Syria's main rebel Free Syrian Army on Wednesday rejected calls for jihad (holy war) by radical Sunni sheikhs from neighbouring Lebanon.
"Our official position as the Supreme Military Command of the Free Syrian Army... is that we thank them but we reject any calls for jihad in Syria," FSA political and media coordinator Louay Muqdad told AFP.
"We reject any presence of foreign fighters, regardless of where they are from. We have said that what we are missing in Syria is weapons, not men," he added.
Thousands of foreign fighters have joined Syrian rebels pitted against the regime of President Bashar al-Assad.
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Two Lebanese Salafist sheikhs have called on their followers to join rebels fighting in Syria and to support Sunni residents of the embattled central province of Homs.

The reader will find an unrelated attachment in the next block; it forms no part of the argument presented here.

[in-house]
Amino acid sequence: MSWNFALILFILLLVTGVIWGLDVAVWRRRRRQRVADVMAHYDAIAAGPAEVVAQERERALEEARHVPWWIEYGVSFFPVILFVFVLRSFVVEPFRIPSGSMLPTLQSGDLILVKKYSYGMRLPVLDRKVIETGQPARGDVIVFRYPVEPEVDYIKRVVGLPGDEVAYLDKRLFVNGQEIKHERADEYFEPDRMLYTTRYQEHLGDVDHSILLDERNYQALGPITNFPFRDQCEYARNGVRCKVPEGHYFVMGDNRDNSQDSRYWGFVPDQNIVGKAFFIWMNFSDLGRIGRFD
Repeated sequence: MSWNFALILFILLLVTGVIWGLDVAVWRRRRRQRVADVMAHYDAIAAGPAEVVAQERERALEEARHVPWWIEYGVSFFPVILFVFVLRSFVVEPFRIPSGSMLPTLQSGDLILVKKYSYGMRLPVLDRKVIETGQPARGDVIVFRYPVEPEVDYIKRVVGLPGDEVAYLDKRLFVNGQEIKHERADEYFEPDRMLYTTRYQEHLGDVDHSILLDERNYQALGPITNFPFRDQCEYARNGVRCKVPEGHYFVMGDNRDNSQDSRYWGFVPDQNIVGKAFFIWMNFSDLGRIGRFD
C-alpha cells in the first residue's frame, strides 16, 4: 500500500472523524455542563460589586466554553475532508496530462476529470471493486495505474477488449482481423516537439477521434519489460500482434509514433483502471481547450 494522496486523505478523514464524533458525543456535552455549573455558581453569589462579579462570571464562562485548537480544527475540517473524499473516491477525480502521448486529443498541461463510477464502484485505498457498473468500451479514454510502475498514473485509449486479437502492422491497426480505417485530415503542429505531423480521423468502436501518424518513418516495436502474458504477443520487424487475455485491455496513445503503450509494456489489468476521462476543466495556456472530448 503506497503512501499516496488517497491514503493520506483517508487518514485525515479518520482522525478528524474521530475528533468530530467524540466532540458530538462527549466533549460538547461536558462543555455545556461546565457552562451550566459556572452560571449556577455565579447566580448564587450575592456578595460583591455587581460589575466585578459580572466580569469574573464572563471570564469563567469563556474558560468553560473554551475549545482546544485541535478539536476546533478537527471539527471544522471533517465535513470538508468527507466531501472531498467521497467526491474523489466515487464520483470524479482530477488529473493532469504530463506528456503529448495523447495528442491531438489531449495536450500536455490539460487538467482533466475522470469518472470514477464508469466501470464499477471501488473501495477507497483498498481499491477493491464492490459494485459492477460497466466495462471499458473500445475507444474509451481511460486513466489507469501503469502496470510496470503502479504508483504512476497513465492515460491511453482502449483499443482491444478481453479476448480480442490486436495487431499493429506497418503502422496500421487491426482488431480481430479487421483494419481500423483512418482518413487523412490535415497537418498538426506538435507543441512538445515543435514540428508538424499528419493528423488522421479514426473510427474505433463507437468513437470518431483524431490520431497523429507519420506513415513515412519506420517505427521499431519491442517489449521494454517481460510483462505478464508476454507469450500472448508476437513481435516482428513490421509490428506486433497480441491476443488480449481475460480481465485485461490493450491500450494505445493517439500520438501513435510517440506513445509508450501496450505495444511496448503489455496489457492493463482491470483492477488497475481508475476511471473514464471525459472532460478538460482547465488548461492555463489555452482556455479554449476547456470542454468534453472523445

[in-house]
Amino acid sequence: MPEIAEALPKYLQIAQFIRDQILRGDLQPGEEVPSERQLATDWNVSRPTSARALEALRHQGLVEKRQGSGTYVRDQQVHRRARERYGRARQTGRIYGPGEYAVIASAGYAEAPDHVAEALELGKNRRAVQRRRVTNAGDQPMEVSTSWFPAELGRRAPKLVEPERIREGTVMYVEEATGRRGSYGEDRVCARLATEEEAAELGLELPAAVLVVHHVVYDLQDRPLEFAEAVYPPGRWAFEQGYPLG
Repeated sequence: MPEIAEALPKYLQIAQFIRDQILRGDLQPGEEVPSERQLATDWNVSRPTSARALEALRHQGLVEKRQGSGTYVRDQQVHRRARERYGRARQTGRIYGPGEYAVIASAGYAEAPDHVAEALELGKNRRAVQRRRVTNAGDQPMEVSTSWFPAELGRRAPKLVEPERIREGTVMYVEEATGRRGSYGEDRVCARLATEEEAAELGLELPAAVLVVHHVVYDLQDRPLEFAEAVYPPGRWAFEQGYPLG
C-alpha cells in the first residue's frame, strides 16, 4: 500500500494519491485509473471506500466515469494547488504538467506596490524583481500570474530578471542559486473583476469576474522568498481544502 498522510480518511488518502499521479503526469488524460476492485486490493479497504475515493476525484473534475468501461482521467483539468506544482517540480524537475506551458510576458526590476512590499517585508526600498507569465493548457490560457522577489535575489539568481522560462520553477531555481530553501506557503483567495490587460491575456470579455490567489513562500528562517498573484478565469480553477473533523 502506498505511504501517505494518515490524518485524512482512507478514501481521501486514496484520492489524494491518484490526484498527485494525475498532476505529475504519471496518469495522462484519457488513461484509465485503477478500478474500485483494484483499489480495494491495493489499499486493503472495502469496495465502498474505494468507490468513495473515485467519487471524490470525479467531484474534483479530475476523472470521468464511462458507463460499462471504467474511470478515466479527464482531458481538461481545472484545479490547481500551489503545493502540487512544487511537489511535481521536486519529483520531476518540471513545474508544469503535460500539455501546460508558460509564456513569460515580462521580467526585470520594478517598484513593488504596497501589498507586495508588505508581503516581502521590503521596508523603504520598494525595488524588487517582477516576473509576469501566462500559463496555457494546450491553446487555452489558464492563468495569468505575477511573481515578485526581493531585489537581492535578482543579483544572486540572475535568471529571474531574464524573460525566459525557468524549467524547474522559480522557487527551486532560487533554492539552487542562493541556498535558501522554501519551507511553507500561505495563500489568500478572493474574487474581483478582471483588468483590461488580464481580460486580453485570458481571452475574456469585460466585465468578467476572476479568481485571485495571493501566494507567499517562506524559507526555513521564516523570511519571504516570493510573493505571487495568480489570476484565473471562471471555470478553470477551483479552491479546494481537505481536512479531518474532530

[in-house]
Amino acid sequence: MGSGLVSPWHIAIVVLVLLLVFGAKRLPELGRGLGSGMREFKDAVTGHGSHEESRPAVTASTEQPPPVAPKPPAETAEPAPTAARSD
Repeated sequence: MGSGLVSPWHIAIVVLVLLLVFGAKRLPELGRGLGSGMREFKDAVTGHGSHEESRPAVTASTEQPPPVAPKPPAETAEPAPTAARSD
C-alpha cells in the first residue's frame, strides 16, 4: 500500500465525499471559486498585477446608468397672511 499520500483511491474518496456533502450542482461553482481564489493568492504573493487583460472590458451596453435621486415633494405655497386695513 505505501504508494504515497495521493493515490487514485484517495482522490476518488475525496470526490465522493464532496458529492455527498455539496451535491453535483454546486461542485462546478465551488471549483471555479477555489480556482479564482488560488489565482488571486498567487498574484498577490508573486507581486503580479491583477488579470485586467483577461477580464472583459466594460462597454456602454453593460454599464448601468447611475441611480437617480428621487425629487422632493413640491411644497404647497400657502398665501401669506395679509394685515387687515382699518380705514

Their calls come after Syria's opposition and a monitoring group accused Lebanese Shiite movement Hezbollah of fighting in Homs alongside troops loyal to Assad's regime.
In a speech on Monday, controversial Lebanese Salafist leader Sheikh Ahmad al-Assir announced the establishment of "free resistance battalions" in Sidon, the southern city where he is based.
"There is a religious duty on every Muslim who is able to do so... to enter into Syria in order to defend its people, its mosques and religious shrines, especially in Qusayr and Homs," he told supporters.
Known for his hostility to Hezbollah, Assir said his call comes after Shiite group chief Hassan "Nasrallah and his shabiha (pro-Assad militia) have taken the decision to enter into these areas in order to massacre the oppressed people there".